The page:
Kelly Clarkson on Boyfriends and Backlash - Rolling Stone
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Kelly Clarkson on Boyfriends and Backlash

The pop star reveals the real inspiration behind “Cry” and her most embarrassing YouTube moment

In the current Rolling Stone, Kelly Clarkson reveals why she hates Auto-Tune and whether she ever kissed Katy Perry. But the chatty Texan also shared her reaction to the My December backlash, what it was like watching herself strip on YouTube and why she won’t put out a country album. Here’s Clarkson in her own words:

On criticism that 2007’s My December was too dark and “rock”:
“It’s like people did not listen to it and it was so upsetting. I’m not Metallica. It’s not Slipknot or Marilyn Manson. It’s not even, like, Nickelback. It’s nowhere near rock. The only thing I got was [when people said] ‘Never Again’ and ‘Hole’ [were rock]. Other than that, there were dance songs like ‘Judas’ and ‘Yeah,’ which is almost like Sly and the Family Stone. And then there was ‘How I Feel,’ which is probably the most pop song I’ve ever written. That’s why I was like, ‘What is happening?’ That’s like finding out how things can spin out of control and it’s nothing like it actually seems.”

On finding a boyfriend even though she’s famous and lives in rural Texas:
“I’m not that girl who’s really concerned with it. I’ve dated a bit and it’s just draining to me. If it’s not going to happen natural, obviously it’s going to be someone in the industry because that’s the only time people ever really see me. I don’t ever worry about it. I really love being single. I like having that freedom. I’m only 26 years old so I’m not in any kind of rush. I’m not really that girl that’s looking for it, but I’m also not not looking for it.”

On hopping onstage with Metal Skool to sing Guns n’ Roses’ “Sweet Child O’ Mine” — and discovering the video on the Internet:

“I get this call from my mom and she’s like, ‘I heard you were stripping on some stage last night at some thing in L.A.’ I’m thinking, ‘Oh my God, what?’ So I’m looking it up on YouTube. I’m not that girl usually. I’m like ripping off [some guy’s] sweater vest and I’m so not the bad girl, but whatever. It was fun. I like doing stuff like that. I like incorporating one or two of those kinds of songs in my show. I’ll be wailing on something one minute and I’ll be singing some singer-songwriter thing the next. I love that. I think we think the consumer is stupid. I think most people who buy music want different stuff. And at my shows I’m not drunk like I was in that video [laughs]. They should tell you that they’re video taping you!”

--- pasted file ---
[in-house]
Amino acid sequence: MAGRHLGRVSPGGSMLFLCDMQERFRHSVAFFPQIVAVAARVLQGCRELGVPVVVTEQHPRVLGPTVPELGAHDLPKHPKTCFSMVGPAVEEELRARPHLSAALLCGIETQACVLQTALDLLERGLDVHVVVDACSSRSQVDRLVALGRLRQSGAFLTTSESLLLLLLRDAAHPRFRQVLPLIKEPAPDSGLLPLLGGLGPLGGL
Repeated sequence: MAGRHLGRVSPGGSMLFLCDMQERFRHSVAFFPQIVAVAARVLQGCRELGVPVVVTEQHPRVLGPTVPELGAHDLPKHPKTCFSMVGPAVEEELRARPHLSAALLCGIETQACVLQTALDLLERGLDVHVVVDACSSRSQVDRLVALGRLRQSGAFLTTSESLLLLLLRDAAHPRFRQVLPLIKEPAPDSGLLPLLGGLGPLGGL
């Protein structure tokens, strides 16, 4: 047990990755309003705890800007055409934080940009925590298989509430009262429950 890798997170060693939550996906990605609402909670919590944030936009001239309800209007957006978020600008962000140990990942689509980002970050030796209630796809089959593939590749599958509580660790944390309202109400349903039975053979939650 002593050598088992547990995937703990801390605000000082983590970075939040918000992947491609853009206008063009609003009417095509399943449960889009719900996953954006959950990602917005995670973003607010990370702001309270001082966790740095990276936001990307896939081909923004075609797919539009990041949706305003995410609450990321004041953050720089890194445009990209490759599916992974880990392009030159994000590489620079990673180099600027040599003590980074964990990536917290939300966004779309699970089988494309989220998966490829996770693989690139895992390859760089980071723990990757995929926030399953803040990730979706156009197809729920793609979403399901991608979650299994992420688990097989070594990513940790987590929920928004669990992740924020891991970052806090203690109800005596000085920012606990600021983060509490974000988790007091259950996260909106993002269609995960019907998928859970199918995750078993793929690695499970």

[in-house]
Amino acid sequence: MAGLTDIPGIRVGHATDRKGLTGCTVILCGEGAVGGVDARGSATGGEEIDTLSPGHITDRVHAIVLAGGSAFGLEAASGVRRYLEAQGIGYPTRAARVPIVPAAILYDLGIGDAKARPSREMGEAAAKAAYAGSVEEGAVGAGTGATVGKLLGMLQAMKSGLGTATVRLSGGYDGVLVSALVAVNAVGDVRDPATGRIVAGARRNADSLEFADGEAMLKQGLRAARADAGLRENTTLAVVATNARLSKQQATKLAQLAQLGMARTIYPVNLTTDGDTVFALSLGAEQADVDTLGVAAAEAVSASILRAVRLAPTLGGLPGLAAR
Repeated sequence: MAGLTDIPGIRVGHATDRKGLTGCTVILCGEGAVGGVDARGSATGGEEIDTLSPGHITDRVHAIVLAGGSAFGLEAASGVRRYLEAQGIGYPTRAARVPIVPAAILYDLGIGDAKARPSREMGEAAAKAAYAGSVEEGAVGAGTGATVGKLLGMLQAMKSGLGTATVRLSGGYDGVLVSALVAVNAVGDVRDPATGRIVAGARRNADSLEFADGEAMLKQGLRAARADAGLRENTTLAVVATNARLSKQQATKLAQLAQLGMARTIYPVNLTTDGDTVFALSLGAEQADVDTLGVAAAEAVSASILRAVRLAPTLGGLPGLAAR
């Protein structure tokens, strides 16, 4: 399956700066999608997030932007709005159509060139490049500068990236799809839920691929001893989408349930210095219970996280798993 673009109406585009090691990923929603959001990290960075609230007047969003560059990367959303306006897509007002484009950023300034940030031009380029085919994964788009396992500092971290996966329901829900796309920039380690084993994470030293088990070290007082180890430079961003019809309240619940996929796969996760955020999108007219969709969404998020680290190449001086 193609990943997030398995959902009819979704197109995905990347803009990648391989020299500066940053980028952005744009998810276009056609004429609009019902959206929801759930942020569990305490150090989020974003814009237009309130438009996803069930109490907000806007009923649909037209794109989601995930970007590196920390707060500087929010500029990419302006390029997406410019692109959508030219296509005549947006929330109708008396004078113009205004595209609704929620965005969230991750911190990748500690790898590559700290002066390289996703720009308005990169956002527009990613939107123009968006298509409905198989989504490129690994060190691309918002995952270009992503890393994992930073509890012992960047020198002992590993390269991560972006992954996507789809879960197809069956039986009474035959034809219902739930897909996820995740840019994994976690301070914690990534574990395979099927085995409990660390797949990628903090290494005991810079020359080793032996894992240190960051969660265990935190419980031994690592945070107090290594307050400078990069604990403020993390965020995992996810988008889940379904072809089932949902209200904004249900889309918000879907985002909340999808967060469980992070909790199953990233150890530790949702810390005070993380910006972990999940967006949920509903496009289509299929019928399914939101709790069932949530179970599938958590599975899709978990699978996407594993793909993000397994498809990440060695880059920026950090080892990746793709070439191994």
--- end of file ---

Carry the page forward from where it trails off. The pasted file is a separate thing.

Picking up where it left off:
Up Next: Clarkson on “I Do Not Hook Up,” mining her personal life for lyrics and more

On her new video for “I Do Not Hook Up”:
“It’s not gonna promote abstinence. OK, I guess it’s not not promoting it. Everyone kept sending me these treatments that were obvious, like [nonchalant voice] ‘I do not hook up,’ pushing guys away, and I’m like, ‘Seriously?’ So I wrote this whole treatment about how the girl is a good girl, but inside her head, every time she turns around, she’s fantasizing. So she’s hooking up in her fantasies, but never in real life, just to put a twist on it. The girl’s not really a bad girl, but in her head, she’s like this freak. And it’s absolutely hilarious. I mean, to see me crawling across a table, it’s pretty much comedy at its finest.”

On mining her personal life for lyrics:
“A lot of people think I’m straightforward with my writing. I’m really not. Most of the time [it seems like] I’m writing about a relationship and it’s not really about that. It’s about something else that’s going on in my life and I’m kind of relaying it this way. ‘Cry’ was about a friendship that went really wrong and I just wrote it in the form of a relationship because usually people relate to those songs. With that song, I went through a really shitty thing with someone who betrayed me. When I started writing the song I was like, ‘I’m gonna write this like it’s a guy and a relationship.’ “

On why she’s not — contrary to rumors — abandoning pop and going country:
“Obviously I grew up in Texas and most of my favorite singers are country artists, but I love pop music because it means ‘popular’ so you can incorporate [different influences]. My writing is sometimes similar to the way country artists write because I grew up around it a lot — on this record, if you listen to ‘Cry,’ it’s a total waltz written like a country song, and so is ‘Because of You’ — but I also write pop songs like ‘How I Feel’ or ‘Never Again’ or ‘Walk Away’ or ‘Miss Independent.’ That’s the cool thing about being in pop music; you don’t have to make just one record. You can make a record with so many different sounds on it. I probably won’t ever just do one thing.”

On kicking off her career on American Idol:
“Over the past seven years, I’ve worked with people that say, ‘We need to package you and you’re gonna have this image and you need to do this…’ And the one thing that I love is my leverage. On Idol, I was the total girl that was just totally comfortable in my skin, and that’s who I am and people liked it, so I don’t know why I would try to stray from the formula there. Usually, most artists are packaged from a label coming out of a box. It’s not just like someone comes out and they just happen to be that dramatic. I like the fact that I didn’t have to go through that. I’m very lucky.”

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